HI/LOW MARSH TIME is a sculptural installation and life cycle system reflecting the pre-European landscapes and ecosystems of NYC, where low lying marshlands that existed in the area prior to the building of modern New York City. Taking as a point of reference the Lagoon Cycle (1974-1984) of Helen and Newton Harrison, HI/LOW MARSH TIME is a networked saltwater aquaponics system, envisioned as a form of social sculpture, in which edible sea plants, fish, saltwater, and the wooden tanks that retain them are aesthetic objects, social actors, and community activators. Data from the system is made available through an online portal.
The installation consists of a number of hexagonal tanks, built from reclaimed water tower wood (white cedar), each housing a school of fish from one of three families of Cichlids commonly known as Tilapia: Red Nile Tilapia (Oreochromis niloticus), Gold Tilapia (Oreochromis Mossambicus), and Blue Tilapia (Oreochromis aureus), along with Copepods (small crustaceans) and algae. Above the fish tanks, water is circulated through angled hexagonal platforms containing gravel and sand along with several species of marshland plants, including edible sea purslane (Halimione portulacoides and Sesuvium portulacastrum) and sea oats (Uniola paniculata). Excess water is circulated downward into the fish tanks, providing nutrients for the fish. Water from the fishtanks is cycled back up to flood the plants, bringing fertilizer. Full spectrum LED lights and pumps provide an artificial daytime and flood the plants on a tidal cycle, synchronized to that of a proximal body of water, in this case, Dutch Kills on nearby Newtown Creek. A series of mirrors, cameras and screens multiplies the visual environment outward and inward. HI/LOW MARSH TIME is a stand in for a missing ecosystem, a self-governing system of agriculture, and a work of sculptural ecology and architecture.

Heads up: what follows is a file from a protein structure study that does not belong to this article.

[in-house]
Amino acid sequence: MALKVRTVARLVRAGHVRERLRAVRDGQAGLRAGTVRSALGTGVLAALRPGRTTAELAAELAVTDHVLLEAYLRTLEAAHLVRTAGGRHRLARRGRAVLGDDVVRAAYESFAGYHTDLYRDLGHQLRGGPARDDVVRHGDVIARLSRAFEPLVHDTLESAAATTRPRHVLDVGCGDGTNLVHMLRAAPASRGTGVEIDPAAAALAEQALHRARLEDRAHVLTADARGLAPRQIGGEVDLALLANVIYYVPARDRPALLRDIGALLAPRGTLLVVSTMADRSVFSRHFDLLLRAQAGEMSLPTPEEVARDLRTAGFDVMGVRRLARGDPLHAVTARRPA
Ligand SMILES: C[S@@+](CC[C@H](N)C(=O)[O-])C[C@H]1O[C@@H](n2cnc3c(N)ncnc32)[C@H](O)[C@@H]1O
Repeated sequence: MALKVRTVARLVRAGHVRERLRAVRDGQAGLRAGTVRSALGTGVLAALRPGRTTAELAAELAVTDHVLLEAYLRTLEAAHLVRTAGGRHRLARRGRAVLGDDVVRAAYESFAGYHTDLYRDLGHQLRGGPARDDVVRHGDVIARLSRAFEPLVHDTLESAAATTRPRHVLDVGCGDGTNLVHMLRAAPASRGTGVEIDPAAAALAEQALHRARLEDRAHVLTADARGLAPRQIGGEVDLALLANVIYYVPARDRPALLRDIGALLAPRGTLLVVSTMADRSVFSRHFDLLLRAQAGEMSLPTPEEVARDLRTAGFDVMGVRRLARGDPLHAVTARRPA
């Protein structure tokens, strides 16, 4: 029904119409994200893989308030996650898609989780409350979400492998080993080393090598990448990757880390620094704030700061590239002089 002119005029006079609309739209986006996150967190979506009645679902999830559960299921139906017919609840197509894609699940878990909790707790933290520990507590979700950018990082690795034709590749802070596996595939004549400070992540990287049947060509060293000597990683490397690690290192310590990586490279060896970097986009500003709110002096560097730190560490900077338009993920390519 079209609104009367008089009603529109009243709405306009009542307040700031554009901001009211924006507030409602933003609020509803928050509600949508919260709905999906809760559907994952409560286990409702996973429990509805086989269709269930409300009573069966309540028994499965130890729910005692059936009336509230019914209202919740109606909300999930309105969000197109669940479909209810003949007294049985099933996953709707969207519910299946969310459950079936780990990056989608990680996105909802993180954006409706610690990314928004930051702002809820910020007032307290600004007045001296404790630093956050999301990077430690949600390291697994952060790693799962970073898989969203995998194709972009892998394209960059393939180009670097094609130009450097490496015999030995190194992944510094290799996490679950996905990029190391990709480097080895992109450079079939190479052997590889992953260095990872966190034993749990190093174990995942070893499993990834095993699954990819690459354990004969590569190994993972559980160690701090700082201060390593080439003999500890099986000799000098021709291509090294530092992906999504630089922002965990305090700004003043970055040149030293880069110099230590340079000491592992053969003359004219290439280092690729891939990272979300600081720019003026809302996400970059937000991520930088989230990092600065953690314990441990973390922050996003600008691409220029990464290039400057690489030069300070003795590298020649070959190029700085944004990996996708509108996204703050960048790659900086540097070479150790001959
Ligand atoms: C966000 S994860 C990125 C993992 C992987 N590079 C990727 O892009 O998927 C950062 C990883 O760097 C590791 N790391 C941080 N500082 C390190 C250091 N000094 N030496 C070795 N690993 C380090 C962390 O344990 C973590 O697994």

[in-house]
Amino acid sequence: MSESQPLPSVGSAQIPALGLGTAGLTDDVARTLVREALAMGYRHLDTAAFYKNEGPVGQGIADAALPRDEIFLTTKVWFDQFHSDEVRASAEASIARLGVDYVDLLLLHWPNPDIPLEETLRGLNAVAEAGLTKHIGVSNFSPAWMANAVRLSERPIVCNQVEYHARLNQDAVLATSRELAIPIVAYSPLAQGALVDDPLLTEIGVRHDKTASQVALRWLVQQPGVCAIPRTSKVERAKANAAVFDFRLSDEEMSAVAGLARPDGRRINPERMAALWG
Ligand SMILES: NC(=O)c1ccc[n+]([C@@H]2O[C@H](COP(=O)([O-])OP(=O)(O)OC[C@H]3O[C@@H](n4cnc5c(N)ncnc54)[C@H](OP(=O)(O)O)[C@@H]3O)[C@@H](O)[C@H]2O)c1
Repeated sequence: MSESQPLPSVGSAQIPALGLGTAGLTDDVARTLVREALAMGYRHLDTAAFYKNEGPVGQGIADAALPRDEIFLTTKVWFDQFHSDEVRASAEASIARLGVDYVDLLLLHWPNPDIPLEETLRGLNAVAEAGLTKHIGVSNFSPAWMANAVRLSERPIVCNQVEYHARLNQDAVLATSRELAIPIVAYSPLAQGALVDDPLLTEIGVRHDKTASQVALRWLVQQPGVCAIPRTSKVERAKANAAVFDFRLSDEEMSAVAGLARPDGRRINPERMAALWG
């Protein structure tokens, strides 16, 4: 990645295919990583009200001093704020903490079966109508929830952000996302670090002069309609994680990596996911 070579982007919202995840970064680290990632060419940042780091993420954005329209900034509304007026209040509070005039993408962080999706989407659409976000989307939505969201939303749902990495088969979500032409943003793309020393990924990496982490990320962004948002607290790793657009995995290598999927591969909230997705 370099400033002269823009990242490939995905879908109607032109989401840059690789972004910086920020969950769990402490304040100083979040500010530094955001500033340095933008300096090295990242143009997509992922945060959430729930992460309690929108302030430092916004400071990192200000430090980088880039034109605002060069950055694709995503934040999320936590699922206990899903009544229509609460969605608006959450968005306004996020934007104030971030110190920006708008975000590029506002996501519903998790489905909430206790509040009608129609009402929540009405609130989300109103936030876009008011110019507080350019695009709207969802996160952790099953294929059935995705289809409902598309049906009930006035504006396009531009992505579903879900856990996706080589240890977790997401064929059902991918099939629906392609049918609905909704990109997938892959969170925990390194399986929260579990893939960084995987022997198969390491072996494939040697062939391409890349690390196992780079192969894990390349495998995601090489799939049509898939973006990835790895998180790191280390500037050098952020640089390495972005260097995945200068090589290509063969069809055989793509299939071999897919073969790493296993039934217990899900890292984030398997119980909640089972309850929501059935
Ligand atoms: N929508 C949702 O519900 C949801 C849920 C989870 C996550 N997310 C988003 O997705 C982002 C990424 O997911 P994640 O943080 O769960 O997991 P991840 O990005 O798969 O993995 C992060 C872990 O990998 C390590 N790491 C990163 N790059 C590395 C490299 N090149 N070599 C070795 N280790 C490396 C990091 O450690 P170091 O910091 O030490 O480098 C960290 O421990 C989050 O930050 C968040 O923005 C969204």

Aquaponics research images: